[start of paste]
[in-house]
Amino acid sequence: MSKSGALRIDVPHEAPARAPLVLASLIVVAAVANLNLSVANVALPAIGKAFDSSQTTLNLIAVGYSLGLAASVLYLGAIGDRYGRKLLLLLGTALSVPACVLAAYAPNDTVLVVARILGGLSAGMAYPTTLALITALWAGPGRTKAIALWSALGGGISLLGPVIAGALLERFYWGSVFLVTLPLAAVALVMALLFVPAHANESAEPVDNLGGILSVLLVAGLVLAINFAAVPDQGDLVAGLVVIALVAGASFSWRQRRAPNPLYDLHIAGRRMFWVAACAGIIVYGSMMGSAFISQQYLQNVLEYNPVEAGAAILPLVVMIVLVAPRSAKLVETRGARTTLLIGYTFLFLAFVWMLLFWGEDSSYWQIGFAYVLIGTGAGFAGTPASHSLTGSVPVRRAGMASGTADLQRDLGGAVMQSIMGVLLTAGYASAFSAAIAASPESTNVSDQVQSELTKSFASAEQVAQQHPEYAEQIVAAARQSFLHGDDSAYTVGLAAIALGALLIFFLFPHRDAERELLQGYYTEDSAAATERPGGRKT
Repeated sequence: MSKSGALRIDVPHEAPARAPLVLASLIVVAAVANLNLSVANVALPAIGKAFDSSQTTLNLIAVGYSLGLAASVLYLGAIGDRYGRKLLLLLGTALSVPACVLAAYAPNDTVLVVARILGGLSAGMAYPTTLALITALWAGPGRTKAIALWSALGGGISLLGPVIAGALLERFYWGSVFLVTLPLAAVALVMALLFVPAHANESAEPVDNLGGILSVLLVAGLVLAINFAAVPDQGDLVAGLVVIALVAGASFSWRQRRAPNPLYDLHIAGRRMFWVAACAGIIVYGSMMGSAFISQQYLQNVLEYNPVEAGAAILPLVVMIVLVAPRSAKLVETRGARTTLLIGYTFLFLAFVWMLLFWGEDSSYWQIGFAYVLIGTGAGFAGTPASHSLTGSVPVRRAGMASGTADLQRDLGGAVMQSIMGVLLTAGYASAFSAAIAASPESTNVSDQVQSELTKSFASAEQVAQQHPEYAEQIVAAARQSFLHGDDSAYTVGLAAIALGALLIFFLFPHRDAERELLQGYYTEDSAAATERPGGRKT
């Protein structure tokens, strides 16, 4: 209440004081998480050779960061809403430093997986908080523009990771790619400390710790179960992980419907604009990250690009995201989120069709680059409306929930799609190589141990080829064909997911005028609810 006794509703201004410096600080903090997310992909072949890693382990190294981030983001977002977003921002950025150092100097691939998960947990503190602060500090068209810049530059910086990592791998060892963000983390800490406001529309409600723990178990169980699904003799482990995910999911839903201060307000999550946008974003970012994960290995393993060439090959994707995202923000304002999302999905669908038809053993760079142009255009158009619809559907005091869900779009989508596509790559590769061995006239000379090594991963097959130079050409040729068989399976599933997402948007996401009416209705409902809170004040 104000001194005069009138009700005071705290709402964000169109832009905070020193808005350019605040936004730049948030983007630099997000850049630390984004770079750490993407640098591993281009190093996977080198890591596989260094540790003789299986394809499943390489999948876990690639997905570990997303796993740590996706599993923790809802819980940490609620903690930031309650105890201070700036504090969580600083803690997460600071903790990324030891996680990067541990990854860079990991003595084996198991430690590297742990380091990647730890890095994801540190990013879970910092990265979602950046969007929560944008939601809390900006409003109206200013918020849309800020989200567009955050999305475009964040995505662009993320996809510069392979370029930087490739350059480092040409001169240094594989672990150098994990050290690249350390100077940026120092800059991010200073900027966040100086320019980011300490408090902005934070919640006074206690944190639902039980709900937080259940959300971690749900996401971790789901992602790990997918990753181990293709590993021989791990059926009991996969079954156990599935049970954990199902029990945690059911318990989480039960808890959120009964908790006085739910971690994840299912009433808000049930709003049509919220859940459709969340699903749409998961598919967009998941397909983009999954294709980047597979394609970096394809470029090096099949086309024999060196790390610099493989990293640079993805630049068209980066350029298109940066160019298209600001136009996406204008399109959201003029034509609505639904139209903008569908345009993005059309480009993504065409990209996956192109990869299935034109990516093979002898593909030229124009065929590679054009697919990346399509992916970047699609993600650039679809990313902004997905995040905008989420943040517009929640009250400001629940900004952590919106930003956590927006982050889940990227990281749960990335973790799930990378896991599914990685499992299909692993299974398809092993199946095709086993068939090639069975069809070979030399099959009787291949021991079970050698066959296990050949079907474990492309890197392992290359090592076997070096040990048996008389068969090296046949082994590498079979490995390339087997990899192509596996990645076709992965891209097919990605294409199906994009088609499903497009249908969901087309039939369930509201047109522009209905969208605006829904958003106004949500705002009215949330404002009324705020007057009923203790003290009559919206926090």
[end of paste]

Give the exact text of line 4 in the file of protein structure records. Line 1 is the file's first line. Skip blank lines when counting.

């Protein structure tokens, strides 16, 4: 209440004081998480050779960061809403430093997986908080523009990771790619400390710790179960992980419907604009990250690009995201989120069709680059409306929930799609190589141990080829064909997911005028609810 006794509703201004410096600080903090997310992909072949890693382990190294981030983001977002977003921002950025150092100097691939998960947990503190602060500090068209810049530059910086990592791998060892963000983390800490406001529309409600723990178990169980699904003799482990995910999911839903201060307000999550946008974003970012994960290995393993060439090959994707995202923000304002999302999905669908038809053993760079142009255009158009619809559907005091869900779009989508596509790559590769061995006239000379090594991963097959130079050409040729068989399976599933997402948007996401009416209705409902809170004040 104000001194005069009138009700005071705290709402964000169109832009905070020193808005350019605040936004730049948030983007630099997000850049630390984004770079750490993407640098591993281009190093996977080198890591596989260094540790003789299986394809499943390489999948876990690639997905570990997303796993740590996706599993923790809802819980940490609620903690930031309650105890201070700036504090969580600083803690997460600071903790990324030891996680990067541990990854860079990991003595084996198991430690590297742990380091990647730890890095994801540190990013879970910092990265979602950046969007929560944008939601809390900006409003109206200013918020849309800020989200567009955050999305475009964040995505662009993320996809510069392979370029930087490739350059480092040409001169240094594989672990150098994990050290690249350390100077940026120092800059991010200073900027966040100086320019980011300490408090902005934070919640006074206690944190639902039980709900937080259940959300971690749900996401971790789901992602790990997918990753181990293709590993021989791990059926009991996969079954156990599935049970954990199902029990945690059911318990989480039960808890959120009964908790006085739910971690994840299912009433808000049930709003049509919220859940459709969340699903749409998961598919967009998941397909983009999954294709980047597979394609970096394809470029090096099949086309024999060196790390610099493989990293640079993805630049068209980066350029298109940066160019298209600001136009996406204008399109959201003029034509609505639904139209903008569908345009993005059309480009993504065409990209996956192109990869299935034109990516093979002898593909030229124009065929590679054009697919990346399509992916970047699609993600650039679809990313902004997905995040905008989420943040517009929640009250400001629940900004952590919106930003956590927006982050889940990227990281749960990335973790799930990378896991599914990685499992299909692993299974398809092993199946095709086993068939090639069975069809070979030399099959009787291949021991079970050698066959296990050949079907474990492309890197392992290359090592076997070096040990048996008389068969090296046949082994590498079979490995390339087997990899192509596996990645076709992965891209097919990605294409199906994009088609499903497009249908969901087309039939369930509201047109522009209905969208605006829904958003106004949500705002009215949330404002009324705020007057009923203790003290009559919206926090």